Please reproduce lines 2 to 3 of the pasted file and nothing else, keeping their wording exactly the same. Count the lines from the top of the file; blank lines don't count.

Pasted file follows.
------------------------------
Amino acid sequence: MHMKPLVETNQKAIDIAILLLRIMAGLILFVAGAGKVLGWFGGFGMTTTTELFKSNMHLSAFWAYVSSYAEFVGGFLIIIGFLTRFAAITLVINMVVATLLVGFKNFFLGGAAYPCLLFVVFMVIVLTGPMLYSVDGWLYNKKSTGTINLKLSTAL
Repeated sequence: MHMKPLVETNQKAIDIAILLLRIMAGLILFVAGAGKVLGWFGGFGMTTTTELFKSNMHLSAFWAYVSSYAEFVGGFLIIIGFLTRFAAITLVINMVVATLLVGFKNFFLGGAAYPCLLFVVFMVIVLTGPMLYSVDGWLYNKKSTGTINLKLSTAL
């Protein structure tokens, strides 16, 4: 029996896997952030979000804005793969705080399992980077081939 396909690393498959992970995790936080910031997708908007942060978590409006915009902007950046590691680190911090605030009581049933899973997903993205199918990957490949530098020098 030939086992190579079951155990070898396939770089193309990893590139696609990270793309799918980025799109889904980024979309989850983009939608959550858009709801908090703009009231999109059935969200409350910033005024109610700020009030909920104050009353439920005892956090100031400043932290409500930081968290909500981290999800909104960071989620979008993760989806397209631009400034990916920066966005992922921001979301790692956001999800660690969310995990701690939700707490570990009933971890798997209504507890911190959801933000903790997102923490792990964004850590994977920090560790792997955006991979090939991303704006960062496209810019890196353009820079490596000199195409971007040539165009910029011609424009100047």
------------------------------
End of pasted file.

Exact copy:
Repeated sequence: MHMKPLVETNQKAIDIAILLLRIMAGLILFVAGAGKVLGWFGGFGMTTTTELFKSNMHLSAFWAYVSSYAEFVGGFLIIIGFLTRFAAITLVINMVVATLLVGFKNFFLGGAAYPCLLFVVFMVIVLTGPMLYSVDGWLYNKKSTGTINLKLSTAL
């Protein structure tokens, strides 16, 4: 029996896997952030979000804005793969705080399992980077081939 396909690393498959992970995790936080910031997708908007942060978590409006915009902007950046590691680190911090605030009581049933899973997903993205199918990957490949530098020098 030939086992190579079951155990070898396939770089193309990893590139696609990270793309799918980025799109889904980024979309989850983009939608959550858009709801908090703009009231999109059935969200409350910033005024109610700020009030909920104050009353439920005892956090100031400043932290409500930081968290909500981290999800909104960071989620979008993760989806397209631009400034990916920066966005992922921001979301790692956001999800660690969310995990701690939700707490570990009933971890798997209504507890911190959801933000903790997102923490792990964004850590994977920090560790792997955006991979090939991303704006960062496209810019890196353009820079490596000199195409971007040539165009910029011609424009100047």